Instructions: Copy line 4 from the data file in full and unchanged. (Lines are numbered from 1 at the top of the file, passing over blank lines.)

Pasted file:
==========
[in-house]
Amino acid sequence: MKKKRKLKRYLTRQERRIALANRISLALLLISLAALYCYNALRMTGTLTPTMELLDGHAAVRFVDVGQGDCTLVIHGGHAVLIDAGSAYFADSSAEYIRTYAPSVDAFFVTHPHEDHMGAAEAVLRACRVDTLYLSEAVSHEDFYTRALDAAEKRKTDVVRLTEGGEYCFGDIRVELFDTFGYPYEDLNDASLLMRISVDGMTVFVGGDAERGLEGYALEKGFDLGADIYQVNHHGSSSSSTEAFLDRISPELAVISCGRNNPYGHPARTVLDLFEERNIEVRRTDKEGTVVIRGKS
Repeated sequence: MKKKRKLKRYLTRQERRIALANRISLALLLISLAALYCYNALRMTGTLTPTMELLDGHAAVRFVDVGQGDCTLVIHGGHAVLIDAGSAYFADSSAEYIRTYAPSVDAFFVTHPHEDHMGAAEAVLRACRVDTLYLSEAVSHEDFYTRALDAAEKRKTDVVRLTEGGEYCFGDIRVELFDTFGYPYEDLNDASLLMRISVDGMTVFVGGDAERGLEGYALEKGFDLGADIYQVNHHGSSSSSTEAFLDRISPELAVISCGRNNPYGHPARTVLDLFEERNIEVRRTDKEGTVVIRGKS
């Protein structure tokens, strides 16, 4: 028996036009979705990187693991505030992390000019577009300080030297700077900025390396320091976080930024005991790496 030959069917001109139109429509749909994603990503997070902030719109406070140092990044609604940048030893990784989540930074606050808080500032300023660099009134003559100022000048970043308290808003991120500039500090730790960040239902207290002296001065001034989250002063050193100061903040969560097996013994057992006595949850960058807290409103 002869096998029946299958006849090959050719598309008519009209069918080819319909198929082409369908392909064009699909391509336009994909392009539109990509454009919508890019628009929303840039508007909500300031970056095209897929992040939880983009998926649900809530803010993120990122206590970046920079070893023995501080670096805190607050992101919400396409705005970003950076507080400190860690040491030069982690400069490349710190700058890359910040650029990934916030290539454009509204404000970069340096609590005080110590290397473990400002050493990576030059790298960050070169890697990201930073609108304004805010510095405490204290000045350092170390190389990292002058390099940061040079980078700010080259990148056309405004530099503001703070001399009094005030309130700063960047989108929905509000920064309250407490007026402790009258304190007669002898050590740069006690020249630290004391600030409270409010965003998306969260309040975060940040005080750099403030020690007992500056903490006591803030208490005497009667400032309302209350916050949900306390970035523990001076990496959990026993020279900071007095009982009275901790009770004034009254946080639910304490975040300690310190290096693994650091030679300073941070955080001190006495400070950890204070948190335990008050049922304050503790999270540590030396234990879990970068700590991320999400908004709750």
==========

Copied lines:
């Protein structure tokens, strides 16, 4: 028996036009979705990187693991505030992390000019577009300080030297700077900025390396320091976080930024005991790496 030959069917001109139109429509749909994603990503997070902030719109406070140092990044609604940048030893990784989540930074606050808080500032300023660099009134003559100022000048970043308290808003991120500039500090730790960040239902207290002296001065001034989250002063050193100061903040969560097996013994057992006595949850960058807290409103 002869096998029946299958006849090959050719598309008519009209069918080819319909198929082409369908392909064009699909391509336009994909392009539109990509454009919508890019628009929303840039508007909500300031970056095209897929992040939880983009998926649900809530803010993120990122206590970046920079070893023995501080670096805190607050992101919400396409705005970003950076507080400190860690040491030069982690400069490349710190700058890359910040650029990934916030290539454009509204404000970069340096609590005080110590290397473990400002050493990576030059790298960050070169890697990201930073609108304004805010510095405490204290000045350092170390190389990292002058390099940061040079980078700010080259990148056309405004530099503001703070001399009094005030309130700063960047989108929905509000920064309250407490007026402790009258304190007669002898050590740069006690020249630290004391600030409270409010965003998306969260309040975060940040005080750099403030020690007992500056903490006591803030208490005497009667400032309302209350916050949900306390970035523990001076990496959990026993020279900071007095009982009275901790009770004034009254946080639910304490975040300690310190290096693994650091030679300073941070955080001190006495400070950890204070948190335990008050049922304050503790999270540590030396234990879990970068700590991320999400908004709750």